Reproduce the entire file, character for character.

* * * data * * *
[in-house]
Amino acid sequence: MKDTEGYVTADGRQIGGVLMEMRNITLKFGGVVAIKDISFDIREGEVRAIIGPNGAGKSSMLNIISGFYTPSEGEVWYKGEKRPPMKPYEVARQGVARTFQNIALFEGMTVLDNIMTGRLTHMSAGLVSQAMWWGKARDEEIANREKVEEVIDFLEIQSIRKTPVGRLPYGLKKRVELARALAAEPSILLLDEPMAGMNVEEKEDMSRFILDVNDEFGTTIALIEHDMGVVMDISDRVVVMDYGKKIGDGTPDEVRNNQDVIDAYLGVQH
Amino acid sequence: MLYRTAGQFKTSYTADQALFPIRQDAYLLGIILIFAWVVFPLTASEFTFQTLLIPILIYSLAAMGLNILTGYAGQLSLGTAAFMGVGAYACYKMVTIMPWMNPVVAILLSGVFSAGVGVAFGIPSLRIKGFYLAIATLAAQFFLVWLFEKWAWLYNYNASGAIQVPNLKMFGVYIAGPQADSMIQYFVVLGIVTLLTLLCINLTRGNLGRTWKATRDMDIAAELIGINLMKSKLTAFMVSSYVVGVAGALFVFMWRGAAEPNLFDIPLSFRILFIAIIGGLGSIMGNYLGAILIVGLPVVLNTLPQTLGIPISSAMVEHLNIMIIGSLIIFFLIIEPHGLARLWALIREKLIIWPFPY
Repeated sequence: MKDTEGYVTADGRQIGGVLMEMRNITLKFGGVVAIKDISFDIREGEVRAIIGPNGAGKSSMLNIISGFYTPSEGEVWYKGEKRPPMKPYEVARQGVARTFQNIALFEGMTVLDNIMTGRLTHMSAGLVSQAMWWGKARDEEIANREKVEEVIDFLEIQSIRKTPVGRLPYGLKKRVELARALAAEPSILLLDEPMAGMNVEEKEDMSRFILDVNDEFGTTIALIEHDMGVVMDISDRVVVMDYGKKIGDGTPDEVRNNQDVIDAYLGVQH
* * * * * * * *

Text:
[in-house]
Amino acid sequence: MKDTEGYVTADGRQIGGVLMEMRNITLKFGGVVAIKDISFDIREGEVRAIIGPNGAGKSSMLNIISGFYTPSEGEVWYKGEKRPPMKPYEVARQGVARTFQNIALFEGMTVLDNIMTGRLTHMSAGLVSQAMWWGKARDEEIANREKVEEVIDFLEIQSIRKTPVGRLPYGLKKRVELARALAAEPSILLLDEPMAGMNVEEKEDMSRFILDVNDEFGTTIALIEHDMGVVMDISDRVVVMDYGKKIGDGTPDEVRNNQDVIDAYLGVQH
Amino acid sequence: MLYRTAGQFKTSYTADQALFPIRQDAYLLGIILIFAWVVFPLTASEFTFQTLLIPILIYSLAAMGLNILTGYAGQLSLGTAAFMGVGAYACYKMVTIMPWMNPVVAILLSGVFSAGVGVAFGIPSLRIKGFYLAIATLAAQFFLVWLFEKWAWLYNYNASGAIQVPNLKMFGVYIAGPQADSMIQYFVVLGIVTLLTLLCINLTRGNLGRTWKATRDMDIAAELIGINLMKSKLTAFMVSSYVVGVAGALFVFMWRGAAEPNLFDIPLSFRILFIAIIGGLGSIMGNYLGAILIVGLPVVLNTLPQTLGIPISSAMVEHLNIMIIGSLIIFFLIIEPHGLARLWALIREKLIIWPFPY
Repeated sequence: MKDTEGYVTADGRQIGGVLMEMRNITLKFGGVVAIKDISFDIREGEVRAIIGPNGAGKSSMLNIISGFYTPSEGEVWYKGEKRPPMKPYEVARQGVARTFQNIALFEGMTVLDNIMTGRLTHMSAGLVSQAMWWGKARDEEIANREKVEEVIDFLEIQSIRKTPVGRLPYGLKKRVELARALAAEPSILLLDEPMAGMNVEEKEDMSRFILDVNDEFGTTIALIEHDMGVVMDISDRVVVMDYGKKIGDGTPDEVRNNQDVIDAYLGVQH